This marks Kotokuzan’s third loss, and he needs to win out to avoid increasing his distance from the Heaven/Hell line at the top of Makushita. Kototebakari is now in a more comfortable position, though of course, at his level, he would have liked to be 5-0 rather than 3-2. Wouldn’t we all.
What are we expecting tomorrow?
In Jonidan, Wakaichiro returns to the dohyo to face Nakai. Hopefully, he can complete his kachi-koshi this day!
Amakaze is to face the sandanme-tsukedashi, Shiraishi, in what could be a very challenging match for both of them. Shiraishi is a strong up-and-comer, Amakaze has sekitori experience and newfound confidence. The winner stays in the yusho race, the loser… doesn’t.
Terunofuji ascends the dohyo again. Now that he has ensured his kachi-koshi, he will want to increase his winning margin to 5-1 against Asadaimon from Takazago beya.
Roga will want to achieve his kachi-koshi vs. Aratora from Isenoumi beya.
Naya is going to have a very fierce match tomorrow vs. Takanofuji (former Takayoshitoshi) who is very determined to regain his sekitori status and keep up with his “little” twin brother Takagenji. Both wrestlers are in the yusho race, and this is going to be deadly.
Hoshoryu is facing Fujiazuma, hoping not to give himself a make-koshi as a birthday present. Yes, Hoshoryu is 20 years old as of today, which in Japan is the age of majority. Many happy returns! Both wrestlers are 2-3 and this is going to be a killer bout.
Ichiyamamoto is going to face Kotokamatani. The winner of this match is kachi-koshi, and Ichiyamamoto will fiercely try to get his kachi-koshi now to be able to extend it enough to skip over the head of his rival on his way to sekitori-land.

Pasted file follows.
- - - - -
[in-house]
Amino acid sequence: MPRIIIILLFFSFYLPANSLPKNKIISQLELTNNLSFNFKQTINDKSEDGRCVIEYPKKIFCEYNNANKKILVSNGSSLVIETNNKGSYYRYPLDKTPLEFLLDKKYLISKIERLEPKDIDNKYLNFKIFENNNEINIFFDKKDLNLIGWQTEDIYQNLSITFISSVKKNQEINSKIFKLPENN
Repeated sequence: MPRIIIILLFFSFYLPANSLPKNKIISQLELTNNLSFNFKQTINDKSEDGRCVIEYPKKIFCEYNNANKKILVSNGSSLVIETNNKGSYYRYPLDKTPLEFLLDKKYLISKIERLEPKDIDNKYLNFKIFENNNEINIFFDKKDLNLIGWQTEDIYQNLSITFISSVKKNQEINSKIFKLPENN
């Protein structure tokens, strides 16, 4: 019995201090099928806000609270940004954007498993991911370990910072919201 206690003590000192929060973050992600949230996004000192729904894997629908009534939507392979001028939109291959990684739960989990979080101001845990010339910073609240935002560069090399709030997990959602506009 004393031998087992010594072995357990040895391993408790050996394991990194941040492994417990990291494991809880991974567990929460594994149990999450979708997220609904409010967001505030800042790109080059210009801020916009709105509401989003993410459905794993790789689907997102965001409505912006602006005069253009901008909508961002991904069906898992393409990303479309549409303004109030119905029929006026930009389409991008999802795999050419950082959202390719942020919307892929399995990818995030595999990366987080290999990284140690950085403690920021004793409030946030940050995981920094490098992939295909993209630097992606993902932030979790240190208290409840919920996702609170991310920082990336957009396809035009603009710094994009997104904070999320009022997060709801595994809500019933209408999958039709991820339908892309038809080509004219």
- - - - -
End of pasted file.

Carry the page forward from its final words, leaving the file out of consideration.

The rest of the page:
Wakamotoharu gets to face Kizenryu, who gave his older brother his make-koshi today. The loser of this bout is make-koshi, and Wakamotoharu will want to avoid that like the plague, avenge his brother and regain his own sekitori status.
Nary a dull moment on day 11! Onwards and upwards!
🌐 Location: Takasaki, Gunma prefecture
Unlike our previous location, which boasted a local sekitori, a local tsukebito, and a semi-local former Yokozuna’s nephew, Gunma prefecture is really short on famous or high-ranked local boys.
The local organizers gave Hikarifuji and Kayatoiwa their due glory, but their real pride and joy is not regularly a part of the jungyo anymore. He was brought in specifically for this event.
That, of course, is 42 years old Satonofuji, the grand master of the bow, who hails from Gunma prefecture. And while all the other low-ranked rikishi were working on the dohyo, Satonofuji was working with the struggling new performer, Shohoryu, giving him a master class.
This was just one of the various outdoor activities today. The weather was deemed warm enough to have the handshaking sessions outside:
Though the sky looks pretty gray, if you ask me. Not all the rikishi just stand for handshakes. Some famous veterans sit in a separate corners, and fans can go and have a photo taken with them:
But actual practice takes place inside the venue. The first sekitori arrive and pull their taping kits:
Others start stretching:
Some squatting and suri-ashi are in order:
Wakamotoharu works on his upper body:
But then he and Mitakeumi decide to gang up on poor Enho:
The Yokozuna synchronize:
But then each goes his own way. Kakuryu manages an exercise that doesn’t look ridiculous: